On Sunday, Dominican Republic’s Health Ministry confirmed two new cholera infections, which brings to 19 cases reported in the country since October 2022.
"The two new cases correspond to two Haitians who reside in the Banica municipality. Both remain stable and will be discharged possibly in the next few hours," the Health Ministry stated, stressing that patients had recently returned to their home country, where 457 people have died from the disease in the last three months.
"No friends or relatives of patients have presented suspected symptoms so far.... We will maintain epidemiological surveillance on them," authorities insisted, urging the population not to be alarmed.
The National Society of Infectology President Clevy Perez considered that taking care of hygiene conditions for food sales and access to water supply sources is indispensable to prevent the spread of cholera, whose mode of transmission is fecal-oral.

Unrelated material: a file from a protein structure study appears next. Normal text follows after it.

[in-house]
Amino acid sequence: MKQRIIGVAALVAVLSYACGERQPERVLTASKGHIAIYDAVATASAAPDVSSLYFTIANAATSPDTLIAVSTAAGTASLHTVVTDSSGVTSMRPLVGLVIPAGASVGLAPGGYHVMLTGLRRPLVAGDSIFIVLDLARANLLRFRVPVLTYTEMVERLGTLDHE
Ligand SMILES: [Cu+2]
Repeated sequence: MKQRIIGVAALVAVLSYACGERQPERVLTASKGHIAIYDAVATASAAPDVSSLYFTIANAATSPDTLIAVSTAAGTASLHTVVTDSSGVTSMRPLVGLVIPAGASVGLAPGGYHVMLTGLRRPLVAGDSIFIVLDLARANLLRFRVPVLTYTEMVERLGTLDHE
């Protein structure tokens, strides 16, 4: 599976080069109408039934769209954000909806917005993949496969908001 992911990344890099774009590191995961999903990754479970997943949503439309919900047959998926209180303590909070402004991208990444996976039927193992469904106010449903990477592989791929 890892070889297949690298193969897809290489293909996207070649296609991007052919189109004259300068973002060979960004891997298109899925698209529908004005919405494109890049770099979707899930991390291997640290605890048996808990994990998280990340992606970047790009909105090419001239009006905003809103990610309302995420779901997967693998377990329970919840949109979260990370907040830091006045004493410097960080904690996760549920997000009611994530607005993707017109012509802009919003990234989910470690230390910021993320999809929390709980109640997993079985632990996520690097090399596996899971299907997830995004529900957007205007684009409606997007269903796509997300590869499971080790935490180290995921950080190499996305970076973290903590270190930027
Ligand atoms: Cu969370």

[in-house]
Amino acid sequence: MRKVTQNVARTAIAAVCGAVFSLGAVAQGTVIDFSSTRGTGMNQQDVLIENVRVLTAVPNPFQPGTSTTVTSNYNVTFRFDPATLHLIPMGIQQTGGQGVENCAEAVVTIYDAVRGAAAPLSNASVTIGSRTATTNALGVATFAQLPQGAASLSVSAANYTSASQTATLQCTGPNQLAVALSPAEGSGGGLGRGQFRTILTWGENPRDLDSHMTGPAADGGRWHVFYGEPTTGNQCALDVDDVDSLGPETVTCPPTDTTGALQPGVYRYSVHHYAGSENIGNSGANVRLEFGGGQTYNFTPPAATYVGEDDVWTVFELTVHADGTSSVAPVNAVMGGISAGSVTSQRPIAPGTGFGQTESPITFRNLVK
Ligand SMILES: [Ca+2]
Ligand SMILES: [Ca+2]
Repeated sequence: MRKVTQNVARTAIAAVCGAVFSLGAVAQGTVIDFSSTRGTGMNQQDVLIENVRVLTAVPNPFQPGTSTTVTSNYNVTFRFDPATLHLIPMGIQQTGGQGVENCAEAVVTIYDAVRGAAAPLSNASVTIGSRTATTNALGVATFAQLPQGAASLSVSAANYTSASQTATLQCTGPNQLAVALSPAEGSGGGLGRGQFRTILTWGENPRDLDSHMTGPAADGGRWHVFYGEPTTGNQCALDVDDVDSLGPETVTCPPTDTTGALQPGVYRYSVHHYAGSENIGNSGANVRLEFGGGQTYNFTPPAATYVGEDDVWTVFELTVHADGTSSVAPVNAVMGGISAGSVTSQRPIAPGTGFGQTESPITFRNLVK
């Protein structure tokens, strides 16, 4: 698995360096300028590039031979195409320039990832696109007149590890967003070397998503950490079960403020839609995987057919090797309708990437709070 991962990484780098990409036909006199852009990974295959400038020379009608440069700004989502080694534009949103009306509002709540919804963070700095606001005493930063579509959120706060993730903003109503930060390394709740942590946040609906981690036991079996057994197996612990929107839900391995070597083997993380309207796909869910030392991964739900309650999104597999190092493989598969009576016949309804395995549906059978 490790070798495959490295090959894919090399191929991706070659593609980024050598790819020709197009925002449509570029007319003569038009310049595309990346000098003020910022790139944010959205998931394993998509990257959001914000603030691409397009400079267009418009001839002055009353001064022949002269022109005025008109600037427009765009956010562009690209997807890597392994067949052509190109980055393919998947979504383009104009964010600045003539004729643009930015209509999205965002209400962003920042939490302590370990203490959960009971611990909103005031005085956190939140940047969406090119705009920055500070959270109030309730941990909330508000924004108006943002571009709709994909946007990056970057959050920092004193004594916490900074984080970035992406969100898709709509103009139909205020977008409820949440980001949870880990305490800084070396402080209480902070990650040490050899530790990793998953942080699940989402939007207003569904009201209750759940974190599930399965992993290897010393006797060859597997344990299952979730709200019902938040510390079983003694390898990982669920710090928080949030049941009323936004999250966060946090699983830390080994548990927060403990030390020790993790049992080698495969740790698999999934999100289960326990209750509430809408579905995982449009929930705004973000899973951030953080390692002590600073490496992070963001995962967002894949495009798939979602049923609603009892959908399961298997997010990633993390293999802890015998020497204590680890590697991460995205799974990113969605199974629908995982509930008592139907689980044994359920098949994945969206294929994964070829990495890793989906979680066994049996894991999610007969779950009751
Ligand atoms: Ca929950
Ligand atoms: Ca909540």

The Antillean Confederation was the vehement idea of Ramón Emeterio Betances about the need for natives of the Caribbean to unite into a regional entity that would seek to preserve the sovereignty and well being of Cuba, the Dominican Republic, and Puerto Rico ������������������������ pic.twitter.com/AYL0NUDbeD— El partido revolucionario puertorriqueño (@Elpartidorevol) January 8, 2023
The 2018 National Multi-Purpose Household Survey (ENHOGAR), however, revealed that 20 percent of Dominicans do not have an adequate toilet, and 2.2 percent of the population does not even have access to a latrine.
"The problem is not limited to this percentage of the population but includes those who do not receive water continuously and must store it, with the consequent risk of contamination," Perez insisted.
“Authorities must work harder to improve access to safe drinking water and sanitation. Otherwise, we would not stop the cholera spread,” the specialist highlighted.